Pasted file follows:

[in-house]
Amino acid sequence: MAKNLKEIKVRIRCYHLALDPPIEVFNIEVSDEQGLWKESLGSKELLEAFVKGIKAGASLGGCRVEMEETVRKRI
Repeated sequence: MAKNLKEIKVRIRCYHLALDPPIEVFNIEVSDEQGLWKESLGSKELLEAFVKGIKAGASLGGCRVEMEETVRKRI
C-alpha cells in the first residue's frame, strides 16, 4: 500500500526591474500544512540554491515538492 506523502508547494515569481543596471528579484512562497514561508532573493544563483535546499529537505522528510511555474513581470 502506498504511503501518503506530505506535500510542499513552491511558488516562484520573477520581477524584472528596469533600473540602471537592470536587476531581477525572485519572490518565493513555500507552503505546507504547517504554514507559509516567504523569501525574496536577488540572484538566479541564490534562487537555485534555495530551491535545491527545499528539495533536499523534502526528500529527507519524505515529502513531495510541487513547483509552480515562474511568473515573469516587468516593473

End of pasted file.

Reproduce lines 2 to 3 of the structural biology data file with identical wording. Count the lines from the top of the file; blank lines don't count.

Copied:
Amino acid sequence: MAKNLKEIKVRIRCYHLALDPPIEVFNIEVSDEQGLWKESLGSKELLEAFVKGIKAGASLGGCRVEMEETVRKRI
Repeated sequence: MAKNLKEIKVRIRCYHLALDPPIEVFNIEVSDEQGLWKESLGSKELLEAFVKGIKAGASLGGCRVEMEETVRKRI